Late Life Depression: A Diagnostic and Pharmacological Review
Carol Dillon, Clara Rodriguez and Fernando E. TaraganoAffiliation:
CEMIC University Institute, Av. E. Galvan 4132 (1431), Buenos Aires, Argentina.
Late life depression is a prevalent disorder that affects elderly population. However, it is frequently sub diagnosed due to great variability in the sample involved, the definition of depression, the methodology used, and the experience of the evaluator.
Different subtypes of geriatric depression exist, each one with its own clinical characteristics. Depressive symptoms often are accompanied by cognitive impairment. Various diagnostic studies must be done to evaluate late life depression, such as depression scales, neuropsychological test, laboratory analyses and Neuroimages. As regards to treatment, antidepressants are always the first line option, especially IRSS due to its effectiveness and low rates of adverse events. Antipsychotics may provide benefit for agitated, psychotic, or resistant MDD in the elderly. Mood stabilizers are useful in bipolar depression such as lamotrigine, lithium and divalproate. This review aims to define the different subtypes of geriatric depression, describe diagnostic methods and revise recent data about pharmacological treatment.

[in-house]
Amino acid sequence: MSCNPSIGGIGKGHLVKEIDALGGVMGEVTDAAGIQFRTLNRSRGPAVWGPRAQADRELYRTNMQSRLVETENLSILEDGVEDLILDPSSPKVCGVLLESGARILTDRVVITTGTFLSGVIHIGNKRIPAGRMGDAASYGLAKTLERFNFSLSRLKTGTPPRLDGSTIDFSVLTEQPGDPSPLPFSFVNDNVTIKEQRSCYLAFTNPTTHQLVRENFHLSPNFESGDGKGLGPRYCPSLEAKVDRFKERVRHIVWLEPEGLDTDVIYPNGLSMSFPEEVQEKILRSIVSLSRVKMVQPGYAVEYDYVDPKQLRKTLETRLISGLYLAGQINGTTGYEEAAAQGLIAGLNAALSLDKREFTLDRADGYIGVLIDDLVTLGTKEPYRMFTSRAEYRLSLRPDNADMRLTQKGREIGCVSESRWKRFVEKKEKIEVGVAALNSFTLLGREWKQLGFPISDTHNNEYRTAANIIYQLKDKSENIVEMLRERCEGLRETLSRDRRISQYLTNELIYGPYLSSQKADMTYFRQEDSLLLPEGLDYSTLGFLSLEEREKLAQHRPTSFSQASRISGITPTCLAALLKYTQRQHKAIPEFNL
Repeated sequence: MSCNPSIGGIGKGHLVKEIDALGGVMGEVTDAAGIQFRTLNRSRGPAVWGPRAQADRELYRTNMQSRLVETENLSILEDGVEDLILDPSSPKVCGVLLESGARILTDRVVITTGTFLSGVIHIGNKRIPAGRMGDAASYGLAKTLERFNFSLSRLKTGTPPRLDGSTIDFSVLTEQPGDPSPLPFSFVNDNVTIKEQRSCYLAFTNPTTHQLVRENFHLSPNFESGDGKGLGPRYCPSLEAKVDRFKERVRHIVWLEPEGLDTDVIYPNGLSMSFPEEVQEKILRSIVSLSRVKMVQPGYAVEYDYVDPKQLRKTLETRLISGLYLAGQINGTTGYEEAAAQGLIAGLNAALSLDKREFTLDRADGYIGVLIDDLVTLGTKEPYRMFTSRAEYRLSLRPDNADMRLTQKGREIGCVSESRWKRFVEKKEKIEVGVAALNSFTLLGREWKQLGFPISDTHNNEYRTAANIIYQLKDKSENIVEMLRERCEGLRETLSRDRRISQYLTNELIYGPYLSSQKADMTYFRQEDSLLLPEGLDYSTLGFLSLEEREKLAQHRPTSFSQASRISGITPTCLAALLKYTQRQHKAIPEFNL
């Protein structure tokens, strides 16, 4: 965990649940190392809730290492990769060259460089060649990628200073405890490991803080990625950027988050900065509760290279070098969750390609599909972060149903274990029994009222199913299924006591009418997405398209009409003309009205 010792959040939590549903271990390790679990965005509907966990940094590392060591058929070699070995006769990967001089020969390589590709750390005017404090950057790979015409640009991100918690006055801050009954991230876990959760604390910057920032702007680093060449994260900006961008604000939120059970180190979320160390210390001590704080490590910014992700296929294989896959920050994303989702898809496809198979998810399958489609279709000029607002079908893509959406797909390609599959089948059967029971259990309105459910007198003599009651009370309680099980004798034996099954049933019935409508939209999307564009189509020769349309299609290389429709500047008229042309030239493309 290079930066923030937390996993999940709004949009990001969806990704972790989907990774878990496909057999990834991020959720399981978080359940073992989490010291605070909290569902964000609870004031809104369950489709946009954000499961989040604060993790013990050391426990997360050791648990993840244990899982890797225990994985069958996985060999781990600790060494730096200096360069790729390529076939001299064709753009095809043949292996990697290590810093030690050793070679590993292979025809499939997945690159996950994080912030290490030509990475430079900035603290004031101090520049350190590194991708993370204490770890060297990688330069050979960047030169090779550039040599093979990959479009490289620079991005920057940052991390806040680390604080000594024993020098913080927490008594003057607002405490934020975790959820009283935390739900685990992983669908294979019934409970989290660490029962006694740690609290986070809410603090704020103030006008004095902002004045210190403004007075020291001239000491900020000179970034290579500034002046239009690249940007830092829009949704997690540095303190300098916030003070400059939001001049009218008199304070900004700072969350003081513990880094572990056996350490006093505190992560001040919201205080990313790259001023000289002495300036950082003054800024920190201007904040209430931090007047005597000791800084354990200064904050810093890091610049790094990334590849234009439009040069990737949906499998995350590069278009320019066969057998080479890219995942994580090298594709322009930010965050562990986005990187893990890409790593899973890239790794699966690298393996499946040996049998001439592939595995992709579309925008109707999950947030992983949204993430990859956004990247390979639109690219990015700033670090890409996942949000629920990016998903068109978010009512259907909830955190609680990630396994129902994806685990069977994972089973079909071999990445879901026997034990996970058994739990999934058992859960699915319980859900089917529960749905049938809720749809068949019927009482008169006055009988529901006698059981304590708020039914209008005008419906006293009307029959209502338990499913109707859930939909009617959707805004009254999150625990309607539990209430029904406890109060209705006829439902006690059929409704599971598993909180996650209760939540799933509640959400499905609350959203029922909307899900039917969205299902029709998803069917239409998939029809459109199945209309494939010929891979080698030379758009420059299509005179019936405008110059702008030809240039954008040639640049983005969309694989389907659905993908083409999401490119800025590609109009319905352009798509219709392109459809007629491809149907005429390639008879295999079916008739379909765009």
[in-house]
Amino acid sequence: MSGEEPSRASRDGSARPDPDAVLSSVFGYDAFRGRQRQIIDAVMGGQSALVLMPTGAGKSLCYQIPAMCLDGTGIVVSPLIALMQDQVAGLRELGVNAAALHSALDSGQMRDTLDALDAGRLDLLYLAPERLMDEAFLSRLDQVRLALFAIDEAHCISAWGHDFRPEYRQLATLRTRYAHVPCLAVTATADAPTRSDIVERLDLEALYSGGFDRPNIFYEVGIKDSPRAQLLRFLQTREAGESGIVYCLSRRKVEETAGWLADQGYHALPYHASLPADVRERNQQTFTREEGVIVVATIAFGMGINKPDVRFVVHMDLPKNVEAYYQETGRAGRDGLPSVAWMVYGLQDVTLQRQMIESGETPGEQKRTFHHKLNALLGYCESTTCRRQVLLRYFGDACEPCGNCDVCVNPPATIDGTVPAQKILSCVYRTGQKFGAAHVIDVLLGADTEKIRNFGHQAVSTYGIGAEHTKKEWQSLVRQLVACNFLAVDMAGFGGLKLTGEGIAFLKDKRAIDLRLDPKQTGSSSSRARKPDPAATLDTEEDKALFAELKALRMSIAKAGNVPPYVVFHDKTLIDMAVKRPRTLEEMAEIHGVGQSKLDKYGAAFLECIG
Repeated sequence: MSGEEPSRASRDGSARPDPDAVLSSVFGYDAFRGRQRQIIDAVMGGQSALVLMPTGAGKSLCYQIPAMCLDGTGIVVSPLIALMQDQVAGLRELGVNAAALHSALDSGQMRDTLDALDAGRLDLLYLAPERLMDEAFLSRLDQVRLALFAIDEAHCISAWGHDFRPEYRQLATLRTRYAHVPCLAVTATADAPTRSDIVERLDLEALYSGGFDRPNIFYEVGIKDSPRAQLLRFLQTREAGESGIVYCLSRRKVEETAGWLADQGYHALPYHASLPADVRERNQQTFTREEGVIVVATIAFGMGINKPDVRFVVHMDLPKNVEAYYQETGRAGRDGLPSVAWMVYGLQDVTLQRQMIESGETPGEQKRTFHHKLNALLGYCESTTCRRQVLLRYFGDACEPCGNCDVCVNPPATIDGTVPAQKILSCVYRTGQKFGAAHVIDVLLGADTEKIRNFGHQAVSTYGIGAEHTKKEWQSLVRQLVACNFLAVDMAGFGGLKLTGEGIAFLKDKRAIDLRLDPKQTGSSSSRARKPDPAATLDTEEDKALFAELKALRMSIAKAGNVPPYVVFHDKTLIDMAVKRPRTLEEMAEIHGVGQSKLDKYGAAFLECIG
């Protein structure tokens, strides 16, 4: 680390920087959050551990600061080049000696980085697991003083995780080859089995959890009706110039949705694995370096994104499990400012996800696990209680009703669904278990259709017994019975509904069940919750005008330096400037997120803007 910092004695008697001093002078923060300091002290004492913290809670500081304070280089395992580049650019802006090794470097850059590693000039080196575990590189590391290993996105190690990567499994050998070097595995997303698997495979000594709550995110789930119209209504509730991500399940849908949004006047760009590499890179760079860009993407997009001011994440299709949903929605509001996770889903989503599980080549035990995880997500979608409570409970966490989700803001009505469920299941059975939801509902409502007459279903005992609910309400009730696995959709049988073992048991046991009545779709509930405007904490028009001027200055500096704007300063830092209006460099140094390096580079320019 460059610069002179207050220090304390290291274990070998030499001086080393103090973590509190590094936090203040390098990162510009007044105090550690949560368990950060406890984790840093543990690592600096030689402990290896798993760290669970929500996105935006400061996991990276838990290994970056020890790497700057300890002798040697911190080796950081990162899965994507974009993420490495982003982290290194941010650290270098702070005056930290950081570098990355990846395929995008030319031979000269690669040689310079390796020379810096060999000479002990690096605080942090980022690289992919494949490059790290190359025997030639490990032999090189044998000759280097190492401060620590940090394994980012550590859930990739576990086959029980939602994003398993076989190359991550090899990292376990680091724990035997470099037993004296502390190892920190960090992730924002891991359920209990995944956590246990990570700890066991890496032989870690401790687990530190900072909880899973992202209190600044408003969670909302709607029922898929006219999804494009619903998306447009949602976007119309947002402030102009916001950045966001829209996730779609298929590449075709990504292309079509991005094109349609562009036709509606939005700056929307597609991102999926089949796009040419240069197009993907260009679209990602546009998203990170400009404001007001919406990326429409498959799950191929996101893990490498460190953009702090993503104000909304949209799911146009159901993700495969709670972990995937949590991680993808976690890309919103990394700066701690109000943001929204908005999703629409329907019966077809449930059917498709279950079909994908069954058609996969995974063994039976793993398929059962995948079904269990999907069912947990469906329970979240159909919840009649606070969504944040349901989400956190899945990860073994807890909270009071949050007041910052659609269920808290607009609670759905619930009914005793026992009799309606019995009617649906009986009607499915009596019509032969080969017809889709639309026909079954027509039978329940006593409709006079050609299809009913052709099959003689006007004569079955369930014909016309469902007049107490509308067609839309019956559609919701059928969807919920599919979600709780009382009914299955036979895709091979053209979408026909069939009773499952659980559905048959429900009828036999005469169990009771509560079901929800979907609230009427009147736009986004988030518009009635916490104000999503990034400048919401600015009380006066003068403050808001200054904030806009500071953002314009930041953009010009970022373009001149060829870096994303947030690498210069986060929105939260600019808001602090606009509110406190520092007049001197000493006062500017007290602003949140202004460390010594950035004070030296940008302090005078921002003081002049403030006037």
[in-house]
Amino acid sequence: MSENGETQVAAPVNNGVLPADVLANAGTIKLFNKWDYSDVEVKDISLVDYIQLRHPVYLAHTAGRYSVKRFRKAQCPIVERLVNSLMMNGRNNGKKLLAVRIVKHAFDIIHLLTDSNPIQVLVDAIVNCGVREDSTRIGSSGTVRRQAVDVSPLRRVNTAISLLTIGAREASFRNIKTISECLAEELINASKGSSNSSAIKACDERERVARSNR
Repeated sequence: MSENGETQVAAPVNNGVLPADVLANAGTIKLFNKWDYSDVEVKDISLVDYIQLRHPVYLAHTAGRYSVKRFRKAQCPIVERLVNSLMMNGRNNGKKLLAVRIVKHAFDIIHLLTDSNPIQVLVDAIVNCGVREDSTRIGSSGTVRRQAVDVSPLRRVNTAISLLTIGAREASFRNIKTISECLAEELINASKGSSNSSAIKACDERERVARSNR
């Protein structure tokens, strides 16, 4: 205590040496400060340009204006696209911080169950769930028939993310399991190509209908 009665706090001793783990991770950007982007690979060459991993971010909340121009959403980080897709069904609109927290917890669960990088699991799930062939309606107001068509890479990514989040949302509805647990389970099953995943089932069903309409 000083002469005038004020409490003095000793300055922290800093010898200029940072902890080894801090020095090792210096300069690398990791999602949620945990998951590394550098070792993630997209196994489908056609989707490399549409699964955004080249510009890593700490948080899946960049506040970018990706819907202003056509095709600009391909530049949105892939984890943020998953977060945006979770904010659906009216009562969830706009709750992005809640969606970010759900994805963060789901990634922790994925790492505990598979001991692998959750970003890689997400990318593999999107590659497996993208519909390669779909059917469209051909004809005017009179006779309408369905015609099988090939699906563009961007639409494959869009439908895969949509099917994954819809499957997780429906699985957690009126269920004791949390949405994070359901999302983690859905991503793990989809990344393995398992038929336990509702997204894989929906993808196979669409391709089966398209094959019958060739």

Clinical manifestations, diagnosis, late life depression, treatment.
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